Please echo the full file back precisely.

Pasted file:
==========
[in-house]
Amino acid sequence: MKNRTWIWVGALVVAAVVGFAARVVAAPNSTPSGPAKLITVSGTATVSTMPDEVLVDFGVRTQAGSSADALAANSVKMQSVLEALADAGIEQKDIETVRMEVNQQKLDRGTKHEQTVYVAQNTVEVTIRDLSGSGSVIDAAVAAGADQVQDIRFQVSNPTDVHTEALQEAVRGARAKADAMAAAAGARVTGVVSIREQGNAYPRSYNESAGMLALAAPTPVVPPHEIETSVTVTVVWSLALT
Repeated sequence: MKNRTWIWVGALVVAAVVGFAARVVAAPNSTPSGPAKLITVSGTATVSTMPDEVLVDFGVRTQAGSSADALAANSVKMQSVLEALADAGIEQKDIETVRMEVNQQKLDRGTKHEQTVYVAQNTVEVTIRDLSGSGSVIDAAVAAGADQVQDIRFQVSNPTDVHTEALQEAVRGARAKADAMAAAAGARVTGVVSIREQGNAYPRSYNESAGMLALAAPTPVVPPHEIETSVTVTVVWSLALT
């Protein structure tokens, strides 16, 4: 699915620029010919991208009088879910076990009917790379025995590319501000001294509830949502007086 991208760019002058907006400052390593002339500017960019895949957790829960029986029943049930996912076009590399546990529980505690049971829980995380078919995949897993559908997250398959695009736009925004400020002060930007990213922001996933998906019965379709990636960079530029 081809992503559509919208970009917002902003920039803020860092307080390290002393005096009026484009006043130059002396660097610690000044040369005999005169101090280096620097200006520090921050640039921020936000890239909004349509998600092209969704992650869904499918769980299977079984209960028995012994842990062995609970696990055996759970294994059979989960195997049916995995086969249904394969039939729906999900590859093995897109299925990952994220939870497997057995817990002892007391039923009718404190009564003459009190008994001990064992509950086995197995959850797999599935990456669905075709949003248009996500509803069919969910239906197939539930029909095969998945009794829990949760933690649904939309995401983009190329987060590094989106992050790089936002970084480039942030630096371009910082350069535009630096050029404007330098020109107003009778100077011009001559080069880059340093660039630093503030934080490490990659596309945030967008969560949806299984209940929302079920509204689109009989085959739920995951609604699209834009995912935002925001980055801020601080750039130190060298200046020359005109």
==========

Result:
[in-house]
Amino acid sequence: MKNRTWIWVGALVVAAVVGFAARVVAAPNSTPSGPAKLITVSGTATVSTMPDEVLVDFGVRTQAGSSADALAANSVKMQSVLEALADAGIEQKDIETVRMEVNQQKLDRGTKHEQTVYVAQNTVEVTIRDLSGSGSVIDAAVAAGADQVQDIRFQVSNPTDVHTEALQEAVRGARAKADAMAAAAGARVTGVVSIREQGNAYPRSYNESAGMLALAAPTPVVPPHEIETSVTVTVVWSLALT
Repeated sequence: MKNRTWIWVGALVVAAVVGFAARVVAAPNSTPSGPAKLITVSGTATVSTMPDEVLVDFGVRTQAGSSADALAANSVKMQSVLEALADAGIEQKDIETVRMEVNQQKLDRGTKHEQTVYVAQNTVEVTIRDLSGSGSVIDAAVAAGADQVQDIRFQVSNPTDVHTEALQEAVRGARAKADAMAAAAGARVTGVVSIREQGNAYPRSYNESAGMLALAAPTPVVPPHEIETSVTVTVVWSLALT
């Protein structure tokens, strides 16, 4: 699915620029010919991208009088879910076990009917790379025995590319501000001294509830949502007086 991208760019002058907006400052390593002339500017960019895949957790829960029986029943049930996912076009590399546990529980505690049971829980995380078919995949897993559908997250398959695009736009925004400020002060930007990213922001996933998906019965379709990636960079530029 081809992503559509919208970009917002902003920039803020860092307080390290002393005096009026484009006043130059002396660097610690000044040369005999005169101090280096620097200006520090921050640039921020936000890239909004349509998600092209969704992650869904499918769980299977079984209960028995012994842990062995609970696990055996759970294994059979989960195997049916995995086969249904394969039939729906999900590859093995897109299925990952994220939870497997057995817990002892007391039923009718404190009564003459009190008994001990064992509950086995197995959850797999599935990456669905075709949003248009996500509803069919969910239906197939539930029909095969998945009794829990949760933690649904939309995401983009190329987060590094989106992050790089936002970084480039942030630096371009910082350069535009630096050029404007330098020109107003009778100077011009001559080069880059340093660039630093503030934080490490990659596309945030967008969560949806299984209940929302079920509204689109009989085959739920995951609604699209834009995912935002925001980055801020601080750039130190060298200046020359005109």